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An Encyclopedia of Claims, Frauds, and Hoaxes of the Occult and Supernatural Paperback – March 15, 1997
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Top Customer Reviews
Rest assured that James Randi's curmudgeon persona is purely an act. A couple years ago, I had the pleasure of meeting this charming and gracious man in person, and I'm happy to say that a good amount of that charm finds its way into the entries. Very highly recommended!
Randi's research is sometimes flawed and his accounts sketchy, which leads me to reduce the rating I give for this book. For example, he does not realize that the Necronomicon was a Twentieth Century invention of horror author H.P. Lovecraft and he falsely implicates Increase Mather as a proponent of the Salem Witchcraft trials. (Increase was off in England when the whole thing started and was shocked to find it underway upon his return.) He is also coy about revealing details of certain trade secrets used by stage magicians and bunko spiritualists. These flaws detract from an otherwise marvellous and valuable reference.
Yet, as I read this book, I was seriously annoyed about the over-sarcastic tone he uses so often. Many times it's like he's trying to go for overkill with a "witty remark", but doing so he really adds nothing to the book. Worse than that, he comes off as a rabid, sometime overemotional basher of irrationalists everywhere. This really backfires when one wants to show this book to some delusional folk to help him/her get a grip on reality - haters aren't really good teachers.
Also, the book is poorly edited. Typos abound, and Randi couldn't get right an Italian name/word if his life depended on it. Being Italian myself, I might be partial about this, but traits like those don't belong to serious research as he is actually doing.
I recommend it to anyone who needs a reference book of quackeries, both religious and secular. It has been a great help to my work as well as a great reading.
I have seen that some paranormalists have given bad grades for this book : however this book is a REFERENCE first of all and not for argumentation. If you really need help in understanding why your favorite brand of idiocy is in there, please take a Logic 101 class.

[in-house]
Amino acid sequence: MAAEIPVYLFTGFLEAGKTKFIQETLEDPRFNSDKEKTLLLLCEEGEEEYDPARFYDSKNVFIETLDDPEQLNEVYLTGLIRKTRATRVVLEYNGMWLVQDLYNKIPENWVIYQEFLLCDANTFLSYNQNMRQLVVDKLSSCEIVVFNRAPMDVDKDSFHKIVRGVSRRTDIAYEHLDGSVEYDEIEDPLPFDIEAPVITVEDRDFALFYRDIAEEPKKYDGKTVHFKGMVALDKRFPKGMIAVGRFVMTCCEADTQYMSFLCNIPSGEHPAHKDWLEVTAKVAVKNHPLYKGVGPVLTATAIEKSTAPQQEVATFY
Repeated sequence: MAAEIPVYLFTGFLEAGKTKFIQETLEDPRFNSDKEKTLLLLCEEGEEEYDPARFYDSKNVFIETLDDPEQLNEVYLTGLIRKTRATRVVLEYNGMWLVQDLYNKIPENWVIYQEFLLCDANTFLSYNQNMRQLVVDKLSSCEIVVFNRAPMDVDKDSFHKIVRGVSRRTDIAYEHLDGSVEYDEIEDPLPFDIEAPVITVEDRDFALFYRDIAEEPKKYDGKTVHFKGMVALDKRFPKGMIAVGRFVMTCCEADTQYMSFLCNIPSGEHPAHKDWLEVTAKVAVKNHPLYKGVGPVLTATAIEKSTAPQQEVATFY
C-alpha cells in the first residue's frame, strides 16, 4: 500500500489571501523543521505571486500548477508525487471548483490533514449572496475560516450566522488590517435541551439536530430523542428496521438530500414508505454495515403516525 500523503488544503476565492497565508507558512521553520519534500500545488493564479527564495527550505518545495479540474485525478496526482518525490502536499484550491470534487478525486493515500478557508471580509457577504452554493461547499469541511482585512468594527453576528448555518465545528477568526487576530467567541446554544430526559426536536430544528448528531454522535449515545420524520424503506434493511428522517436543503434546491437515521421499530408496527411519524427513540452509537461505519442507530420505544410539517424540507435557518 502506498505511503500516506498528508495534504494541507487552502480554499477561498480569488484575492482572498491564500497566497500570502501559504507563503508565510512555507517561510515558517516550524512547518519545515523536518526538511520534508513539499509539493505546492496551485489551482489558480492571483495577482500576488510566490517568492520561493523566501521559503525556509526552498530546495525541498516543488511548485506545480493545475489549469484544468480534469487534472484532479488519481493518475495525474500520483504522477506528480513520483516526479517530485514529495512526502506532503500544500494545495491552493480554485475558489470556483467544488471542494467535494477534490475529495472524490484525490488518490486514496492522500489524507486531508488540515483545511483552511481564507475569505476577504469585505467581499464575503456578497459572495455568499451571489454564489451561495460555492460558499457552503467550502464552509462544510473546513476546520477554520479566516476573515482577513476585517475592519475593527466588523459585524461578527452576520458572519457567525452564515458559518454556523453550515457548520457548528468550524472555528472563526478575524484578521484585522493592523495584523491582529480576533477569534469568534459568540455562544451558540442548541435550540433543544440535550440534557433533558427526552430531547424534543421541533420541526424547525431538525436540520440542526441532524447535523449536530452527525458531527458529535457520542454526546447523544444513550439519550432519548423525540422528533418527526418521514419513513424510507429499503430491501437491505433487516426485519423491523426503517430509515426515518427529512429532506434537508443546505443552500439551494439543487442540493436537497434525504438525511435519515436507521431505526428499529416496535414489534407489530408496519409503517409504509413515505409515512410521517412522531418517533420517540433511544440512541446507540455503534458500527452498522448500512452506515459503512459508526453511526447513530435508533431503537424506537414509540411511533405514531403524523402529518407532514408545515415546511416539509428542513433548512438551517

"Encyclopedia of Claims, Frauds, and Hoaxes" is a book you'll not only enjoy but keep going refering to!
Most Recent Customer Reviews
A lot of it is similar if not identical to what he's been recorded as saying in interviews, lectures and his TV show from years ago now. Read morePublished 4 months ago by David L.
it's a really crummy, '70s style encyclopedia/compendium of material cribbed from Randi's extensive library, very superficial and was probably useful only before the invention of... Read morePublished 10 months ago by Martha H.
As with all of Randi's books, he tells it like it is. I wonder how many millions of dollars he has saved people, by warning them away from frauds? Read morePublished on March 21, 2012 by David
The book is interesting and surprisingly less caustic than Randi's others books. The book might better be described as a small dictionary rather than an "encyclopedia". Read morePublished on February 27, 2007 by Lovin' The Truth
Fun read and yeah - what do you expect from a world, who believes more in so called "Psychics" than facing reality and that we are really not that important as we think we... Read morePublished on February 5, 2006 by Mark Bellinghaus
If you get this book, do so for one of two reasons:
1)You want entertaining tidbits about weird stuff
2)You already own everything else Randi's written... Read more
Skepticism can be healthy, but this book is an error-filled celebration of hollow, misleading cynicism delivered with a surprising level of shallowness and lack of detail. Read morePublished on June 19, 2005 by David Ciaffardini
The only people who like this book are the people (1) who agree with everything the author tells them (2) James Randi himself.
Personally I find this book to be useless. Read more